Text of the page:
We are in the realm of theory rather than evidence-based practice here, but it is worth considering what the impact on secondary care costs would be if the modest amounts of S&TF freed up through extra provider efficiencies were successfully invested in measures to reduce the speed at which activity levels were growing.

Our bar chart here shows how much S&TF would be available for genuine investment in service transformation in each of the five years to 2020-21 if, and only if, providers managed to find 4% recurrent efficiencies in 2016-17 and 2017-18 and then follow that with a year of 3% efficiencies before returning, in 2019-20, to the 2% level required to keep up with the year-on-year real terms cuts to the tariff.

While the vast bulk of the S&TF would be eaten up by provider deficits in 2016-17, around £2.3 billion would, in theory, be available for investment in transformation in 2017-18. Somewhat paradoxically, 2018-19 (the year the NHS as a whole is set to receive the lowest cash increase in its funding) would emerge as the year with the most significant investment fund for transformation, at around £2.7 billion of the total £3 billion fund for that year. In the years after 2018-19, the continued rise in secondary care activity would again require increasing chunks of the S&TF to be used to fund the cost of that activity growth, as commissioner tariff bills exceeded their core budgets.

There is very little systematic evidence on the scale and cost-effectiveness of investment in demand management, but it is NHS England’s hope that investment in early diagnosis, better primary care and improved patient self-management, for example, will serve to improve population health and reduce demand for secondary care and therefore slow the pace of activity growth by around one percentage point: from 2.9% a year to 1.9%.

As we have seen, substantial funds will not be available for investment in that transformation until 2017-18. It therefore does not seem plausible to expect any real change in the activity growth rate until after then. Our next set of charts then models the impact on secondary care costs of a gradual, staged, one percentage point reduction in the activity growth rate over the three years from 2018-19 to 2020-21.

It is a big ask, but these graphs perhaps show why NHS England is banking on the twin hopes of substantial extra provider efficiencies in the first instance, followed by commissioner investment to achieve a percentage point reduction in the rate at which activity is growing.

As we already saw in the previous set of charts, extra provider efficiencies of up to 4% a year bring provider costs into line with the income they are able to command from commissioners under the tariff. Reducing the growth rate in overall activity from 2.9% to 1.9% then moves that provider cost – and the invoices providers send to commissioners – into line with what commissioners can afford, from their core budgets, meaning that by 2020-21, the lines in our graph converge and the system would finally be in balance.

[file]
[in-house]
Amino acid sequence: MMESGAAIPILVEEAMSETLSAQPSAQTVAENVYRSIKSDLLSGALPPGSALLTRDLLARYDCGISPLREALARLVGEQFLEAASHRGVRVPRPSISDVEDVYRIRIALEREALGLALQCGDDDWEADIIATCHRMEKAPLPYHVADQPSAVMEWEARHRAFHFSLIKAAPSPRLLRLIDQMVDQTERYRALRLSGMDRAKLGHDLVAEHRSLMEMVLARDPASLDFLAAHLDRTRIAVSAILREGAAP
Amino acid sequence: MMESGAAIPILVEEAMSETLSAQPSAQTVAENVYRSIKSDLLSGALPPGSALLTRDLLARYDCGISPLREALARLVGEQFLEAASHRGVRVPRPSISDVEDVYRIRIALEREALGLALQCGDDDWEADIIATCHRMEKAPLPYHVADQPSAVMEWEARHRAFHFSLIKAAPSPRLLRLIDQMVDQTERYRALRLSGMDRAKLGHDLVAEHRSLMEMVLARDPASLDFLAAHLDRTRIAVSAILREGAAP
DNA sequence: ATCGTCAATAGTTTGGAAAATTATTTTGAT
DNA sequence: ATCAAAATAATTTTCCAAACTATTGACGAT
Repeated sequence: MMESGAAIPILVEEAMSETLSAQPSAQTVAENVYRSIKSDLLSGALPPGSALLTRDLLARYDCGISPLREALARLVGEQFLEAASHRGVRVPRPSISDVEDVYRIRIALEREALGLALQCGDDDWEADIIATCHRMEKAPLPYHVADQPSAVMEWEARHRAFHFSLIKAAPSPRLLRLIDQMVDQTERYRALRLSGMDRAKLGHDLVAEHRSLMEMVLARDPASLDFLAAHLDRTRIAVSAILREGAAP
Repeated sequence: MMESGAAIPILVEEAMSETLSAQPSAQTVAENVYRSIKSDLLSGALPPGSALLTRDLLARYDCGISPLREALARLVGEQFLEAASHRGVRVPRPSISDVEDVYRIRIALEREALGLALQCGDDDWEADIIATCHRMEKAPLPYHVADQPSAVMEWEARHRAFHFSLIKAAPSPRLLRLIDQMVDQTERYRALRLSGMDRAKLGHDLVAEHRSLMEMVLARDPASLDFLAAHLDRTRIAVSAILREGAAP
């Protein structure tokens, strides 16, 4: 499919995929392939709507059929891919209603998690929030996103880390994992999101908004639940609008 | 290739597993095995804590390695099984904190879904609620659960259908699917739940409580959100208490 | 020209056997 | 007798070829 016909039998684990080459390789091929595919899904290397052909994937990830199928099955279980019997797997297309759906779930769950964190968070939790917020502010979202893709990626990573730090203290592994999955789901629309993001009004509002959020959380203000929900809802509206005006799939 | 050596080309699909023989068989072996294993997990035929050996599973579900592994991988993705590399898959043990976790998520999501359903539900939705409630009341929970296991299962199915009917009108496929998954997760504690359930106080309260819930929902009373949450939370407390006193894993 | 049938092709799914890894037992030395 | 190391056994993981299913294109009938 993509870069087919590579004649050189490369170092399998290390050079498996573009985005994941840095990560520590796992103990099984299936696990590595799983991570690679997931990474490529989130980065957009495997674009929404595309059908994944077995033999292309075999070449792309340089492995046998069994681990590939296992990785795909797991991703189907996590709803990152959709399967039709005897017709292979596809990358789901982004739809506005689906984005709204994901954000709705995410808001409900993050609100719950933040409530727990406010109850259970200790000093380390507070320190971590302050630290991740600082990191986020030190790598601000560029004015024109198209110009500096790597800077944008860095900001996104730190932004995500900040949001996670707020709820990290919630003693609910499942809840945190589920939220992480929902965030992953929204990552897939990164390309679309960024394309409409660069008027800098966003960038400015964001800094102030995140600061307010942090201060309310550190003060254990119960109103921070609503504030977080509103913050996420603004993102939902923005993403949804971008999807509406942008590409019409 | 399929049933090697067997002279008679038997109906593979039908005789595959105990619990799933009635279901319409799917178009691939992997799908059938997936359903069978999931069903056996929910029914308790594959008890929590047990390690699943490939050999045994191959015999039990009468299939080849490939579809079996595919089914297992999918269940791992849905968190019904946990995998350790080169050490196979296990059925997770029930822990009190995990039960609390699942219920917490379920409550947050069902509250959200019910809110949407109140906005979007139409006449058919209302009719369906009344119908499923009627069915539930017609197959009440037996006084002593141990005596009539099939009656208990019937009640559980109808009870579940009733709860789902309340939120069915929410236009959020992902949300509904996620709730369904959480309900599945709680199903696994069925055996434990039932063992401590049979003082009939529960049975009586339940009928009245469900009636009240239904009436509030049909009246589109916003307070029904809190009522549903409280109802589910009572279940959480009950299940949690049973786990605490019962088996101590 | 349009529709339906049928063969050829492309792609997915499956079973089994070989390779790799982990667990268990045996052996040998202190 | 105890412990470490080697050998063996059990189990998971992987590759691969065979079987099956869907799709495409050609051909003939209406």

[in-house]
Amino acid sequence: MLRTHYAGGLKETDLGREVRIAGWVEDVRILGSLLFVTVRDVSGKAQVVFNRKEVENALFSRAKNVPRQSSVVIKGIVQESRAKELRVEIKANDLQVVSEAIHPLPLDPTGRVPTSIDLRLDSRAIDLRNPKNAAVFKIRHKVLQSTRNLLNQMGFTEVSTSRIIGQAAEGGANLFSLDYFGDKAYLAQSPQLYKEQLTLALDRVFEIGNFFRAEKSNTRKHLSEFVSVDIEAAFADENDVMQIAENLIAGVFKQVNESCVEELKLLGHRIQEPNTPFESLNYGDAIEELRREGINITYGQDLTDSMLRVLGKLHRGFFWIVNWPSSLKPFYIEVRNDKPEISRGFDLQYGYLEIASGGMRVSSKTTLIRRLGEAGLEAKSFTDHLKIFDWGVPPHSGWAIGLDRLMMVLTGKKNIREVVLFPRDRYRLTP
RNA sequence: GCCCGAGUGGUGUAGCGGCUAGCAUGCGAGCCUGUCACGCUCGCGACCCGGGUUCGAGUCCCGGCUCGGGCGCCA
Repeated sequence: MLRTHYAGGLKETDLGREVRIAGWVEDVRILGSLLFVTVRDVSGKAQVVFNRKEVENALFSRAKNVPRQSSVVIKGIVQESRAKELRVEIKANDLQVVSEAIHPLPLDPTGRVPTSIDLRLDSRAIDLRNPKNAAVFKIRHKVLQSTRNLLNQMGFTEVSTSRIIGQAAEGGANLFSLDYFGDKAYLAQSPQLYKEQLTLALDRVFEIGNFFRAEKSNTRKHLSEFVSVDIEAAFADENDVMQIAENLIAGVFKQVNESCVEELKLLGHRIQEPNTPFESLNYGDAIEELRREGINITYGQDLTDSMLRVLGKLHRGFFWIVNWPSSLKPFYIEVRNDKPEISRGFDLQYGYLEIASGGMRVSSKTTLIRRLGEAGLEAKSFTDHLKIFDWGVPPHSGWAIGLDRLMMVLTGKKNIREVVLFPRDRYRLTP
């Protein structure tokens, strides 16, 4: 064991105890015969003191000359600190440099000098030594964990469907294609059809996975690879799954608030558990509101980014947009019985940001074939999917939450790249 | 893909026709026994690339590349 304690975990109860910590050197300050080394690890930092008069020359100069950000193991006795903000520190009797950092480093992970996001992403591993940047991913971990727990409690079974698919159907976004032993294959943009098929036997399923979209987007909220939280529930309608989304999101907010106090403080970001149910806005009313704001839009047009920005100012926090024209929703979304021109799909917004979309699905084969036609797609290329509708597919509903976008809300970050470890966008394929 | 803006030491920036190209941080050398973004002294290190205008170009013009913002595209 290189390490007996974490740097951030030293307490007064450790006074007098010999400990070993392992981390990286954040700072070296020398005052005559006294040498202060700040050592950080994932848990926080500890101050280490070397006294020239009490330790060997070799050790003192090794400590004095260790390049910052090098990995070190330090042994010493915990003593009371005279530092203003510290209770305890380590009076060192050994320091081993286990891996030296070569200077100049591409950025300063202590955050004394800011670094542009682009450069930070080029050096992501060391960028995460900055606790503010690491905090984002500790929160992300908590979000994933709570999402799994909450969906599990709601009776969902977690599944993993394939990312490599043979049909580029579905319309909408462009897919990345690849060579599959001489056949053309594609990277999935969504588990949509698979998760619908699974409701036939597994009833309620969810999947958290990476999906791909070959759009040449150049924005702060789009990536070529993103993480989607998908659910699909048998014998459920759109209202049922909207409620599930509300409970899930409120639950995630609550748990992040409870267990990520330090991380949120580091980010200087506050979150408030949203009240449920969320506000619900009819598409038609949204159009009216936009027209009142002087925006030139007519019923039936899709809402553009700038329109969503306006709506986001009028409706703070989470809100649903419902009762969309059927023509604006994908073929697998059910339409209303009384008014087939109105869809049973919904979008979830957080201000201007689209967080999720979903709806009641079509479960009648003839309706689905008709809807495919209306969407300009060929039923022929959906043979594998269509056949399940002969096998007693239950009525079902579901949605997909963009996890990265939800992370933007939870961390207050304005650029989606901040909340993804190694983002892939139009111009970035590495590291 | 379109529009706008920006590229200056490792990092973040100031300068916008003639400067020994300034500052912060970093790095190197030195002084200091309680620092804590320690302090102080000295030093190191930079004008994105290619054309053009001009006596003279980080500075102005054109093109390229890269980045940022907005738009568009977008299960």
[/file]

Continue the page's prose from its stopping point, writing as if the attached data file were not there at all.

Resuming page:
Success in this strategy would imply an annual saving by 2020-21 through stemming activity growth of £1.7 billion a year and rising. That would imply a rather heroic and rapid return on any transformational investment, for which there is little or no evidence base.

And there are further reasons to be sceptical as to whether or not this can be achieved. What if, for example, those extra efficiencies were not forthcoming in the three years from 2016-17? After all, the current size of the provider deficit is testament to the inability of providers to make similarly scaled cost savings over the last three years. It is also worth noting that the current level of recurrent efficiencies (2% a year) are being made amid annual activity growth of 2.9%, enabling providers to reduce their average unit costs in areas where extra activity can be generated at only marginal extra cost. [9] Slowing the growth rate to 1.9% might reduce the scope for further provider savings through that means.

And even if those efficiencies were forthcoming, there is still no guarantee that commissioner investments in new models of care designed to reduce the activity growth rate will succeed. Indeed, while planned initiatives such as giving dementia patients their own named clinician and bespoke care pathway, or linking care homes to hospital clinicians, may well improve the quality of care for patients, they might also serve to simply add additional activity rather than supplant and diminish growth in existing levels.

Rationing without investment

It is not a palatable scenario, but there is a risk that without either or both additional provider efficiencies and subsequent successful investment in genuinely reducing the growth in demand, commissioners will resort instead to curtailing growth through crude service rationing. They might do that directly – by raising the threshold for treatment and access to certain services – or they might attempt to do it indirectly, by shutting services and hoping that patient and clinicians’ expectations for care and treatment will wane, rather than simply divert to alternative services elsewhere.

Aside from the ethical, political and long-term health implications of such a move, how viable would crude rationing be as a cost-saving measure in the short term?

According to NHS England, the current secondary care activity growth rate of just under 3% a year is comprised of 1.5% growth due to population growth and ageing and the remaining 1.5% growth due to so-called 'non-demographic growth' which is the pressure to increase activity levels due to factors such as rising public expectations (for example, that X condition will be treated, rather than endured), improvements in quality and clinical advancements. [10]